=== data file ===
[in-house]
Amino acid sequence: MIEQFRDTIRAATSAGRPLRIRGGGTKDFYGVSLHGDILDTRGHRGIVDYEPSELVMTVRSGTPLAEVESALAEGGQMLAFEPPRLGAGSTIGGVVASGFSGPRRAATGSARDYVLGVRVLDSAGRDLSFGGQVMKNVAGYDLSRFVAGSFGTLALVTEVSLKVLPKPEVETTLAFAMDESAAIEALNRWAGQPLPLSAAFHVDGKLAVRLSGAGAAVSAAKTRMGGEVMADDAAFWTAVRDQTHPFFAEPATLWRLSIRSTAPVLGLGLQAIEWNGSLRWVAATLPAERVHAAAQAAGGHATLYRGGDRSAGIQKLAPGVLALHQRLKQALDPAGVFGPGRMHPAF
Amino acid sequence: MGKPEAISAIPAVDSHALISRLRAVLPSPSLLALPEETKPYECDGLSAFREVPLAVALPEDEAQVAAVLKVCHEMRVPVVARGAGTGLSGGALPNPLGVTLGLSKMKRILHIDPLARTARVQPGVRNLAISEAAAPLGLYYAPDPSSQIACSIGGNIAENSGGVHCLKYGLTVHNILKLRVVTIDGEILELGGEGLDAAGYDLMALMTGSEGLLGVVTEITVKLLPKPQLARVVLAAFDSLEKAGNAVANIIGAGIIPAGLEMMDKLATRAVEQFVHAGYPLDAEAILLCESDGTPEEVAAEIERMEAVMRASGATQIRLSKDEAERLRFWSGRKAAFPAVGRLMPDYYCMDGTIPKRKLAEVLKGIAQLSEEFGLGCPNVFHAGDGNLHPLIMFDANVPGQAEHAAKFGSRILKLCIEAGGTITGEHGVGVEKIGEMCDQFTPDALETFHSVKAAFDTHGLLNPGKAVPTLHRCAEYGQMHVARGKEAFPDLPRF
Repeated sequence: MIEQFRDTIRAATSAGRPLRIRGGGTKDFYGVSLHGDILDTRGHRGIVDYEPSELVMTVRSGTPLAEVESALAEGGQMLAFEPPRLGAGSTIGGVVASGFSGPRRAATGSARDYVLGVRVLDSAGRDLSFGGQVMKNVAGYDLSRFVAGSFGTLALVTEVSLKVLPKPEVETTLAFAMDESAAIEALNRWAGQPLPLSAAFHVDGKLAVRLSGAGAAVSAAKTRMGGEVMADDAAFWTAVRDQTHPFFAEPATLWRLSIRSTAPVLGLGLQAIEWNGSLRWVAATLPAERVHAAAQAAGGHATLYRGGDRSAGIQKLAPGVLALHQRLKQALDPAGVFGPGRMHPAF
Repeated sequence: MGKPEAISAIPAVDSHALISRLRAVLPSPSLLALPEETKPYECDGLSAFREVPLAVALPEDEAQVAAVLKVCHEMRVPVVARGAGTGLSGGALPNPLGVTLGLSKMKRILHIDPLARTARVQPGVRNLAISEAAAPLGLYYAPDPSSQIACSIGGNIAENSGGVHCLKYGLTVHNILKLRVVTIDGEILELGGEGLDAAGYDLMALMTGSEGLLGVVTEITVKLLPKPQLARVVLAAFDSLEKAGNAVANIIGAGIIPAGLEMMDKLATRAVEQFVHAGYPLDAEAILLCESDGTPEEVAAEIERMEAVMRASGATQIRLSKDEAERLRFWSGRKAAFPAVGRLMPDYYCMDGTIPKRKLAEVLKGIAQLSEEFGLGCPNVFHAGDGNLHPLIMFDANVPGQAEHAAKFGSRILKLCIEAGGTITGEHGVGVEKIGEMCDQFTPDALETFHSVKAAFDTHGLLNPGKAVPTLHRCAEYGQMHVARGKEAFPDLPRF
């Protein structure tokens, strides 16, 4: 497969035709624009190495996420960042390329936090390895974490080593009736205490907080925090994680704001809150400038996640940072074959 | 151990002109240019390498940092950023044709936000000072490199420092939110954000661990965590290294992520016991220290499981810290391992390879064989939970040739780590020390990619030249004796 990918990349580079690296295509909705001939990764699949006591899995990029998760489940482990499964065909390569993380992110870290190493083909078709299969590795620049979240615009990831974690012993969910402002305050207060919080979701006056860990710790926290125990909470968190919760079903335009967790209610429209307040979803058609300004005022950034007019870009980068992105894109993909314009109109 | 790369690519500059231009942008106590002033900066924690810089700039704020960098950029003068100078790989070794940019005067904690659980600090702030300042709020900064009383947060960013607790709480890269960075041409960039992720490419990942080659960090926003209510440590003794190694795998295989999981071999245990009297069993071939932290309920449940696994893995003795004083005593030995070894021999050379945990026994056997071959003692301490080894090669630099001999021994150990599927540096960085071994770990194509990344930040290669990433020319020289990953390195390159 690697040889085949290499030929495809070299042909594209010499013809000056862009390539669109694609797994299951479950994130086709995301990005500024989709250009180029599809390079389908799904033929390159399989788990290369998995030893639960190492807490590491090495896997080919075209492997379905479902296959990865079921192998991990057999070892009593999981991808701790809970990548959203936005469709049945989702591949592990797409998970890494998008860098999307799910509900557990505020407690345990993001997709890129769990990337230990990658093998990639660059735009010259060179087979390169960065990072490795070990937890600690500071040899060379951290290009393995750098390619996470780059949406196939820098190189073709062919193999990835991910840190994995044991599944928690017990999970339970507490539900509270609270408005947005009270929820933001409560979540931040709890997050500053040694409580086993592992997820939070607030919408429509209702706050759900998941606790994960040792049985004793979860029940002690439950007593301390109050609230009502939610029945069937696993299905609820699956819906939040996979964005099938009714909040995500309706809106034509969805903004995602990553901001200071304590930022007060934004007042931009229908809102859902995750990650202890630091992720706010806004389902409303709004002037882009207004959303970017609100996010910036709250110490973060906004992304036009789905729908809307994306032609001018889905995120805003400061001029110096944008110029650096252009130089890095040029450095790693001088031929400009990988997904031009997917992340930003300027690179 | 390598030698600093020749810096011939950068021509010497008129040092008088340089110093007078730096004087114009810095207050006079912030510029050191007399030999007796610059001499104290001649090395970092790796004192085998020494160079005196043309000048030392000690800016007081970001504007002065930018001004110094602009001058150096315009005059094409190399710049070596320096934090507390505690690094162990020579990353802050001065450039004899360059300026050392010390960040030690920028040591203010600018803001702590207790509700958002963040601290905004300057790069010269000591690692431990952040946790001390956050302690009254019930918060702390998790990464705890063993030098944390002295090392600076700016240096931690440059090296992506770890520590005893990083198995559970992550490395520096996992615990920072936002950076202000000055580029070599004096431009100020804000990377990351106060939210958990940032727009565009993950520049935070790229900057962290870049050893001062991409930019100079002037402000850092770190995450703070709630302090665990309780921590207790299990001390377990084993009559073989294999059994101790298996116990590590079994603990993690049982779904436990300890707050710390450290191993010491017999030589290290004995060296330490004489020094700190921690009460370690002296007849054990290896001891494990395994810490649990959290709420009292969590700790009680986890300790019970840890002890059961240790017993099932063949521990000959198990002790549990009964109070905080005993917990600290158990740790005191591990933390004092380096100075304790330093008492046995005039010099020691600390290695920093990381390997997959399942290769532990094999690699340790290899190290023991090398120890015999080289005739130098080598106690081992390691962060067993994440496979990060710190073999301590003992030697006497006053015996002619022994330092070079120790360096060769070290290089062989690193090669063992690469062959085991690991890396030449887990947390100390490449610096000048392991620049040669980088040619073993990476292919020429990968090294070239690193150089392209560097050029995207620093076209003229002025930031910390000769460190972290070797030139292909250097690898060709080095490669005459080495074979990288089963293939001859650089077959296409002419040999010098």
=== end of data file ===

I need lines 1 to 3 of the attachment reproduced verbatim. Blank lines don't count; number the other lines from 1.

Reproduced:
[in-house]
Amino acid sequence: MIEQFRDTIRAATSAGRPLRIRGGGTKDFYGVSLHGDILDTRGHRGIVDYEPSELVMTVRSGTPLAEVESALAEGGQMLAFEPPRLGAGSTIGGVVASGFSGPRRAATGSARDYVLGVRVLDSAGRDLSFGGQVMKNVAGYDLSRFVAGSFGTLALVTEVSLKVLPKPEVETTLAFAMDESAAIEALNRWAGQPLPLSAAFHVDGKLAVRLSGAGAAVSAAKTRMGGEVMADDAAFWTAVRDQTHPFFAEPATLWRLSIRSTAPVLGLGLQAIEWNGSLRWVAATLPAERVHAAAQAAGGHATLYRGGDRSAGIQKLAPGVLALHQRLKQALDPAGVFGPGRMHPAF
Amino acid sequence: MGKPEAISAIPAVDSHALISRLRAVLPSPSLLALPEETKPYECDGLSAFREVPLAVALPEDEAQVAAVLKVCHEMRVPVVARGAGTGLSGGALPNPLGVTLGLSKMKRILHIDPLARTARVQPGVRNLAISEAAAPLGLYYAPDPSSQIACSIGGNIAENSGGVHCLKYGLTVHNILKLRVVTIDGEILELGGEGLDAAGYDLMALMTGSEGLLGVVTEITVKLLPKPQLARVVLAAFDSLEKAGNAVANIIGAGIIPAGLEMMDKLATRAVEQFVHAGYPLDAEAILLCESDGTPEEVAAEIERMEAVMRASGATQIRLSKDEAERLRFWSGRKAAFPAVGRLMPDYYCMDGTIPKRKLAEVLKGIAQLSEEFGLGCPNVFHAGDGNLHPLIMFDANVPGQAEHAAKFGSRILKLCIEAGGTITGEHGVGVEKIGEMCDQFTPDALETFHSVKAAFDTHGLLNPGKAVPTLHRCAEYGQMHVARGKEAFPDLPRF